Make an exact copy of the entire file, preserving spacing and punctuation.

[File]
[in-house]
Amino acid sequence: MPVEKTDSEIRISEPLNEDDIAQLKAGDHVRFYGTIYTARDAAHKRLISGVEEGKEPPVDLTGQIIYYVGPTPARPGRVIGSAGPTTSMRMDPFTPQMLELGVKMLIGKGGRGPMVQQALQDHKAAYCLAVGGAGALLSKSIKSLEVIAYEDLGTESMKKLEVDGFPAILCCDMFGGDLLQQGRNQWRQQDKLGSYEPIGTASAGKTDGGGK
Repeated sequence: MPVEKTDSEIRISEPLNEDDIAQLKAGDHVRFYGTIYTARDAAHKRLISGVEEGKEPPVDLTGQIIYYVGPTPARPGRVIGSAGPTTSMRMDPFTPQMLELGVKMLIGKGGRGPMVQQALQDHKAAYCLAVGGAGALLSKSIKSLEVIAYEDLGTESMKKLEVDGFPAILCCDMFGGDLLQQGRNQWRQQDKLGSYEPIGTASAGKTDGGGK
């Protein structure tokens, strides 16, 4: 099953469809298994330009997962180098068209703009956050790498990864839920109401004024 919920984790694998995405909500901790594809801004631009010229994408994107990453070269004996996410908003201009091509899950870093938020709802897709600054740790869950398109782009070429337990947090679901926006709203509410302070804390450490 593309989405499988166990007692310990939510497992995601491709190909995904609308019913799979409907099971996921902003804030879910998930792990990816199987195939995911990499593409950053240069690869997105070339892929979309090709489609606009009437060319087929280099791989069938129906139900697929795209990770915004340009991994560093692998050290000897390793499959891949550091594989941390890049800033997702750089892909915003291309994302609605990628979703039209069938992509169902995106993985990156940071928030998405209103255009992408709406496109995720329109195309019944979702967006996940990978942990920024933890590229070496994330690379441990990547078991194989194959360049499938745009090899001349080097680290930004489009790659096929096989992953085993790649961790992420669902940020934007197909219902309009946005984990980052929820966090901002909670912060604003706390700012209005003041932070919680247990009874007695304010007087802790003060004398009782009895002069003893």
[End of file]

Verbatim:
[in-house]
Amino acid sequence: MPVEKTDSEIRISEPLNEDDIAQLKAGDHVRFYGTIYTARDAAHKRLISGVEEGKEPPVDLTGQIIYYVGPTPARPGRVIGSAGPTTSMRMDPFTPQMLELGVKMLIGKGGRGPMVQQALQDHKAAYCLAVGGAGALLSKSIKSLEVIAYEDLGTESMKKLEVDGFPAILCCDMFGGDLLQQGRNQWRQQDKLGSYEPIGTASAGKTDGGGK
Repeated sequence: MPVEKTDSEIRISEPLNEDDIAQLKAGDHVRFYGTIYTARDAAHKRLISGVEEGKEPPVDLTGQIIYYVGPTPARPGRVIGSAGPTTSMRMDPFTPQMLELGVKMLIGKGGRGPMVQQALQDHKAAYCLAVGGAGALLSKSIKSLEVIAYEDLGTESMKKLEVDGFPAILCCDMFGGDLLQQGRNQWRQQDKLGSYEPIGTASAGKTDGGGK
């Protein structure tokens, strides 16, 4: 099953469809298994330009997962180098068209703009956050790498990864839920109401004024 919920984790694998995405909500901790594809801004631009010229994408994107990453070269004996996410908003201009091509899950870093938020709802897709600054740790869950398109782009070429337990947090679901926006709203509410302070804390450490 593309989405499988166990007692310990939510497992995601491709190909995904609308019913799979409907099971996921902003804030879910998930792990990816199987195939995911990499593409950053240069690869997105070339892929979309090709489609606009009437060319087929280099791989069938129906139900697929795209990770915004340009991994560093692998050290000897390793499959891949550091594989941390890049800033997702750089892909915003291309994302609605990628979703039209069938992509169902995106993985990156940071928030998405209103255009992408709406496109995720329109195309019944979702967006996940990978942990920024933890590229070496994330690379441990990547078991194989194959360049499938745009090899001349080097680290930004489009790659096929096989992953085993790649961790992420669902940020934007197909219902309009946005984990980052929820966090901002909670912060604003706390700012209005003041932070919680247990009874007695304010007087802790003060004398009782009895002069003893």